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EDITIONS
Tuesday, 25 June, 2002, 08:24 GMT 09:24 UK
'Light touch' bill prompts heavy debate
BBC chairman Gavyn Davies
BBC chairman Gavyn Davies faced robust questioning

Ironically, for a piece of legislation supposed to usher in "light touch" regulation, the draft Communications Bill is huge and complicated.

It has no fewer than 259 clauses, plus 88 pages of schedules and another 30 pages of "further provisions" devoted to media ownership.


Do you not think we should start smelling a rat somehow about this bill?

Lord McNally
Somehow I doubt it will get much simpler, to judge from some of the hearings of the first joint committee of both houses of parliament who scrutinise a draft piece of legislation.

Last week the BBC, ITV and Channel 4 joined a procession of regulators, broadcasters and other interested parties giving evidence to the committee, chaired by Lord Puttnam. This week Sky, Channel 5, the main commercial radio companies and the Voice of the Listener and Viewer are due for Puttnam-led grillings.

Debate

Not only that but the rest of us can have our say as well. Over 200 people have apparently registered at www.commbill.net, the committee's website, to take part in an online forum running from 10 June for four weeks.

A press release from the committee says topics of debate have ranged from media ownership and the importance of community broadcasting to internet content and children's television.

Lord McNally
Lord McNally has become a 'star turn'
What makes all this significant is that the public and the organisations giving evidence have a real chance of influencing the content of the bill.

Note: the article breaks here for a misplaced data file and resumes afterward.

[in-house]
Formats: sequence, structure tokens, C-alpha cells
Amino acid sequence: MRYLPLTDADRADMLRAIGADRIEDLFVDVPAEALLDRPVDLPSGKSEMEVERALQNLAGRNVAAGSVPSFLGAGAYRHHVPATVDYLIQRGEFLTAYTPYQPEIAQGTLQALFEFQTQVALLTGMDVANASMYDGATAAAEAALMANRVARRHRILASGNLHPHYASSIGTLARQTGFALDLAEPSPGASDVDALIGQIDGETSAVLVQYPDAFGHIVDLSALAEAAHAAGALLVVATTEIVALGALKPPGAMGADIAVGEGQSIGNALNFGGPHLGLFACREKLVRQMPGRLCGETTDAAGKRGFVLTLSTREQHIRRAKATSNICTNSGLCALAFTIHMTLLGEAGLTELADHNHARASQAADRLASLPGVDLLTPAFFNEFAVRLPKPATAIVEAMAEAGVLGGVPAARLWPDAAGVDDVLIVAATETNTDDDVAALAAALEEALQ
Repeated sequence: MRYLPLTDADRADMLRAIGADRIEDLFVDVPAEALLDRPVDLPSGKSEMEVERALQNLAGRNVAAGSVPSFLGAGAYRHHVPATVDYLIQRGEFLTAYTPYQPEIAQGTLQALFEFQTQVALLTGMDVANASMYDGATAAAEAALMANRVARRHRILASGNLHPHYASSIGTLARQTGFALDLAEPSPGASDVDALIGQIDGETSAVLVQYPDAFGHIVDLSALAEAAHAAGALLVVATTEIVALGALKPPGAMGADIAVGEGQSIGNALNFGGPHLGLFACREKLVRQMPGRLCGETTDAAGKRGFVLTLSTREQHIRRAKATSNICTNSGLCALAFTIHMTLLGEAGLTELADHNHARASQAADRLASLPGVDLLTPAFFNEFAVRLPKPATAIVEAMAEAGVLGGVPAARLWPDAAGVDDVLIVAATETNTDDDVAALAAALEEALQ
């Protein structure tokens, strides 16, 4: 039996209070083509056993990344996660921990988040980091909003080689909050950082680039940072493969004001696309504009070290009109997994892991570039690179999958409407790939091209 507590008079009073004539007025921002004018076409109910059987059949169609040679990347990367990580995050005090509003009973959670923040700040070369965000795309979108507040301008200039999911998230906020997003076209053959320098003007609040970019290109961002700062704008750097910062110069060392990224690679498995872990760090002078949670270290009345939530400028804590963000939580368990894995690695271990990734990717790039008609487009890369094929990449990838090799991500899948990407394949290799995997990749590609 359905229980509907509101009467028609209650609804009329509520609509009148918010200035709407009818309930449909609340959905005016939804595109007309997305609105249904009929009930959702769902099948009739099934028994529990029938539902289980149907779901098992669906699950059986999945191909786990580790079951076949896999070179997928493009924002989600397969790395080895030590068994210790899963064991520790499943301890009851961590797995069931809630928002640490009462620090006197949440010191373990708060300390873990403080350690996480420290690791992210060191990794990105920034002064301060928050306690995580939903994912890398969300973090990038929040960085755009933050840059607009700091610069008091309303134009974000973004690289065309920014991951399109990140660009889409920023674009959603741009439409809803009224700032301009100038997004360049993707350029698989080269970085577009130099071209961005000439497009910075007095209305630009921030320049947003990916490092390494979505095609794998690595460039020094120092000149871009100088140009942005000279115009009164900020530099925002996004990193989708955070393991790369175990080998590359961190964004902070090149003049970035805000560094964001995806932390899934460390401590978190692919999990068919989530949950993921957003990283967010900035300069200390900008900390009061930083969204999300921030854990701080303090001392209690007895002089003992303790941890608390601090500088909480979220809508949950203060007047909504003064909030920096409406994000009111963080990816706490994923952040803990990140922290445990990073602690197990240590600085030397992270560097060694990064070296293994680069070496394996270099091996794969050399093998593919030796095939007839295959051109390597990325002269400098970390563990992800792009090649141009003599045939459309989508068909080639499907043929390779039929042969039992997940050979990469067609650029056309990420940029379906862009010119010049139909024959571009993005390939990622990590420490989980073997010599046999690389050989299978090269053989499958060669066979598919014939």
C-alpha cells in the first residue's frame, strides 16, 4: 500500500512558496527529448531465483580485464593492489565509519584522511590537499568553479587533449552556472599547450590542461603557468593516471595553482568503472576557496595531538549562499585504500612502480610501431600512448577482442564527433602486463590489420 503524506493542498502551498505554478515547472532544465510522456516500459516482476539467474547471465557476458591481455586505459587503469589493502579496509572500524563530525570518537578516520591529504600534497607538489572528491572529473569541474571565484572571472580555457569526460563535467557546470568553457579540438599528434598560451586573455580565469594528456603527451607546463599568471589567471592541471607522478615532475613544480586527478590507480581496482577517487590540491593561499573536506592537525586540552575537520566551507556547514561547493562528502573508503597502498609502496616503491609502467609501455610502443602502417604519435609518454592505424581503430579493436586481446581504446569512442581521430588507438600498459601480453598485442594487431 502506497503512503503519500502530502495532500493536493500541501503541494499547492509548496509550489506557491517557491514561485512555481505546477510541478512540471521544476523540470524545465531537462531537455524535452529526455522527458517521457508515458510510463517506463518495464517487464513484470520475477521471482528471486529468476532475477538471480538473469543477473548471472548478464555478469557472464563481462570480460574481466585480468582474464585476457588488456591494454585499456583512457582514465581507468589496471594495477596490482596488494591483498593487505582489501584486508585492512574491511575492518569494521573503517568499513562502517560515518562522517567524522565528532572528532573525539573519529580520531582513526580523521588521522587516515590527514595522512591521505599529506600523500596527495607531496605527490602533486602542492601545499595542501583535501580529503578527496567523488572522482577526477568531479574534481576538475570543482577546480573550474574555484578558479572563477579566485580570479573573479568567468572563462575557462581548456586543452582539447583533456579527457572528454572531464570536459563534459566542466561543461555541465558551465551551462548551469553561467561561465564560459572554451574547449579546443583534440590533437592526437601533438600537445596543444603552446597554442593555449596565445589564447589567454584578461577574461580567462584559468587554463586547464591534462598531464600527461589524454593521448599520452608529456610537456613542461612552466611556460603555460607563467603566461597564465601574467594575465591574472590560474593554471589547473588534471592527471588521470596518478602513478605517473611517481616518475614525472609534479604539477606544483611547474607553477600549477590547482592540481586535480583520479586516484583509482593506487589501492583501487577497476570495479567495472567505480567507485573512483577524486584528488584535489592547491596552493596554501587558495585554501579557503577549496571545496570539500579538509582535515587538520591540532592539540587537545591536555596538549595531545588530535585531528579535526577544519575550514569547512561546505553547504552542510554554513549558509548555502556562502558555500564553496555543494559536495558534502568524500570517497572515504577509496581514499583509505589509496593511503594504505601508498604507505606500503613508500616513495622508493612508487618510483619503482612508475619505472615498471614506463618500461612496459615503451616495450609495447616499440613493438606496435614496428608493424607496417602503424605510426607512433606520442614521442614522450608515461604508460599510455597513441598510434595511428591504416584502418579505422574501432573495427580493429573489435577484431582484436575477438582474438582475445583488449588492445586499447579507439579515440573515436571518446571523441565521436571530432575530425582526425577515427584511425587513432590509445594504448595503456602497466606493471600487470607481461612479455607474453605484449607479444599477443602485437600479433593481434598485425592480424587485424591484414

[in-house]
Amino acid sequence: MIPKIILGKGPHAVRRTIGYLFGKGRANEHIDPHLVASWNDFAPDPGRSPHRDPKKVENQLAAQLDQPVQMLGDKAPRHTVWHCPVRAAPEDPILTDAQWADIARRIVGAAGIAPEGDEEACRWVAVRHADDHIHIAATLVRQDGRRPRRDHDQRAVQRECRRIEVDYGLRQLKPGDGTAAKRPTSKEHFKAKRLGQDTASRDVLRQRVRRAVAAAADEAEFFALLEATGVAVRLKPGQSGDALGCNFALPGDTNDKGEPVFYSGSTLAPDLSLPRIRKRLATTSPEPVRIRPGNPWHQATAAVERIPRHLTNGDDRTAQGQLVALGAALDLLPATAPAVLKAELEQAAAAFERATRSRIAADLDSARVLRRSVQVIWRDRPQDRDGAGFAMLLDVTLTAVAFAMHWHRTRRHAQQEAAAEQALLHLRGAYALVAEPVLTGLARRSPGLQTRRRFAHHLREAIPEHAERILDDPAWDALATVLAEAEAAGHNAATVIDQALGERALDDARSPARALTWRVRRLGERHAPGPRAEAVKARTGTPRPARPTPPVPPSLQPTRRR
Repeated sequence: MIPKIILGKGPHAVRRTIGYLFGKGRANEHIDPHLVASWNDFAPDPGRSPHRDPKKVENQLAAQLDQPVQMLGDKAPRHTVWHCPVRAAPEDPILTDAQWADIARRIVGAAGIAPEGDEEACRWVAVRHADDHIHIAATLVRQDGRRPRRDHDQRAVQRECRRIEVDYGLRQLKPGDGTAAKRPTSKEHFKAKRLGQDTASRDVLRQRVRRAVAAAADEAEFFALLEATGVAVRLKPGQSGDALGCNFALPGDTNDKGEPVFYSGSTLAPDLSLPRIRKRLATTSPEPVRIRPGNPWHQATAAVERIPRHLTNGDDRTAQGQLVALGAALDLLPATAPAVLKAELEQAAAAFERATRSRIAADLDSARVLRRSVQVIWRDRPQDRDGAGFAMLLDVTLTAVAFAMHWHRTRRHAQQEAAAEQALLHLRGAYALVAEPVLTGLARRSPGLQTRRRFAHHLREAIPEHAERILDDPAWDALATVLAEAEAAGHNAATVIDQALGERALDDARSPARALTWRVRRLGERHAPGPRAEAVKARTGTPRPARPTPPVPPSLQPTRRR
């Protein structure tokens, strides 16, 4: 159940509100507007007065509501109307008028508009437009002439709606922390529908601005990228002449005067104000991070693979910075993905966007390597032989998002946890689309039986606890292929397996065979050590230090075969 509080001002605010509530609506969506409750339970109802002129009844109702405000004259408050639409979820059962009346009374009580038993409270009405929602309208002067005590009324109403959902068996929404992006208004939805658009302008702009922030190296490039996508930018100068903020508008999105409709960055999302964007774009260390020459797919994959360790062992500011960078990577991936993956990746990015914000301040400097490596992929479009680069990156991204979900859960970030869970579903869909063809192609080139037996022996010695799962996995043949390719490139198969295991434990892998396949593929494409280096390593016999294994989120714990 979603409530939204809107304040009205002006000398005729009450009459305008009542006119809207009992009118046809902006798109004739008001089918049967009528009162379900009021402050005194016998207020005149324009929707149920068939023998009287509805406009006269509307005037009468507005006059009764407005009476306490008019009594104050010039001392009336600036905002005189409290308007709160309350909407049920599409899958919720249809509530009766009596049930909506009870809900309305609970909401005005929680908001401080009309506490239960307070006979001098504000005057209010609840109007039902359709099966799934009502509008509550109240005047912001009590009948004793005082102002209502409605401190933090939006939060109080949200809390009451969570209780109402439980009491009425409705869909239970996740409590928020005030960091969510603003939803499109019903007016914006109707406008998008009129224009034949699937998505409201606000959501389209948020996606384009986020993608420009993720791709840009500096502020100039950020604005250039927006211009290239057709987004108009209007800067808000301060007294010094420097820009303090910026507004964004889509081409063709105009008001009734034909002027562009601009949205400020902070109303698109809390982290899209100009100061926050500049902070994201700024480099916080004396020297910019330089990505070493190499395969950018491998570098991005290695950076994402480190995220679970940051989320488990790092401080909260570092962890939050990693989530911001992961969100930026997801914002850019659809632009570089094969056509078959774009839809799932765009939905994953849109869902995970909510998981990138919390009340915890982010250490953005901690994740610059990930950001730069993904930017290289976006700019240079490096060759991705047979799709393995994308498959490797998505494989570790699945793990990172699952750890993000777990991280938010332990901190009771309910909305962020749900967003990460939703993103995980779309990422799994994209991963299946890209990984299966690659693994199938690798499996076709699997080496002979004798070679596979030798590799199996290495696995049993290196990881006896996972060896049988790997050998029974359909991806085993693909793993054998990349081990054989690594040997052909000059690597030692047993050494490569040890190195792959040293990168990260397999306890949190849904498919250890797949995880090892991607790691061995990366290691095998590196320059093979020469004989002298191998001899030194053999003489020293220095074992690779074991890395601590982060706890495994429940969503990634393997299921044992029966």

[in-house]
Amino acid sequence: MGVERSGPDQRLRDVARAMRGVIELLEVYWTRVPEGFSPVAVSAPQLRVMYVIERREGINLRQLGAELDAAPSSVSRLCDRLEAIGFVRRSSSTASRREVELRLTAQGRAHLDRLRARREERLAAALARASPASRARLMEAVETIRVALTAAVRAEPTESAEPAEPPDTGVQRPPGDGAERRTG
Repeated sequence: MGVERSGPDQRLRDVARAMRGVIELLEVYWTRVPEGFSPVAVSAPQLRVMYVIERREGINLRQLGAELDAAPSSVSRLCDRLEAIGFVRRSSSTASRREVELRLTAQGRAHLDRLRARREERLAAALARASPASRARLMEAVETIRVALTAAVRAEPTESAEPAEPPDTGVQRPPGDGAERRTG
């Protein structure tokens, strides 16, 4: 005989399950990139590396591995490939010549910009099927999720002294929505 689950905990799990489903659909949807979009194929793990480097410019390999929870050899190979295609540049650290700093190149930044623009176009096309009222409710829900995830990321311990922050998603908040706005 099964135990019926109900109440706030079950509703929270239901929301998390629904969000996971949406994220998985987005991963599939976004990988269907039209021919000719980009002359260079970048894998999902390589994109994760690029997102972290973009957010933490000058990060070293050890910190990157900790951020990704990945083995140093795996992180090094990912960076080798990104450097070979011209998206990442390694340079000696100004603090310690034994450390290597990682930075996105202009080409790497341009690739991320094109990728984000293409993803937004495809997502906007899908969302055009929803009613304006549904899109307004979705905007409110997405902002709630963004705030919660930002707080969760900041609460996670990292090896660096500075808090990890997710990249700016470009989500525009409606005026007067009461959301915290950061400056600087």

Indeed some of the civil servants who drafted it sit in on every meeting.

In this respect the committee's hearings are very different from those of say, the Commons Select Committee on culture, media and sport.

Star turn

Questions are more tightly focused and there is less personal and political point-scoring.

The Lib Dem peer Lord (Tom) McNally is emerging as a star turn. Last week - clearly sceptical about relations between the BBC and the new regulator, Ofcom - he was among the most robust questioners of the BBC's chairman Gavyn Davies.

At an earlier hearing he remarked to Mike Goddard, chief executive of the Radiocommunications Agency (which oversees the allocation of frequency spectrum): "You are the fifth regulator that has told us you are happy with the bill, that you are happy with the powers and that you are happy with the staff that you are going to be given.

"Yet this is a bill that the government tells us is going to be lighter of touch, slimmer, etc.

"Do you not think we should start smelling a rat somehow about this bill?"

Unanimous

The difficulty for the committee will be to find a way to incorporate the many ideas thrown up in the scrutiny process without making the bill even longer and more complex.

Last week the BBC, ITV and Channel 4 were unanimous in their view that allowing US media companies or Rupert Murdoch to buy ITV or Channel 5 risked distorting the market for TV programme rights - implying the ownership rules needed a rethink.

The broadcasters went further and suggested Ofcom might have to regulate the market for TV rights.

This week the commercial radio companies were expected to argue for a more liberal ownership regime in their sector.

Nonsense

And, though the regulators are broadly happy with the bill, the Independent Television Commission has produced a shopping list of detailed proposals for change.

They include more detailed public service broadcasting remits for individual channels, annual reviews of how well broadcasters live up to their public service remits, the ability to apply sanctions to the BBC and more detailed rules on the provision of news.

Making sense of the evidence without making a nonsense of the bill will be quite a challenge for the committee.

A version of this column appears in the BBC magazine Ariel

The BBC's Nick Higham writes on broadcasting

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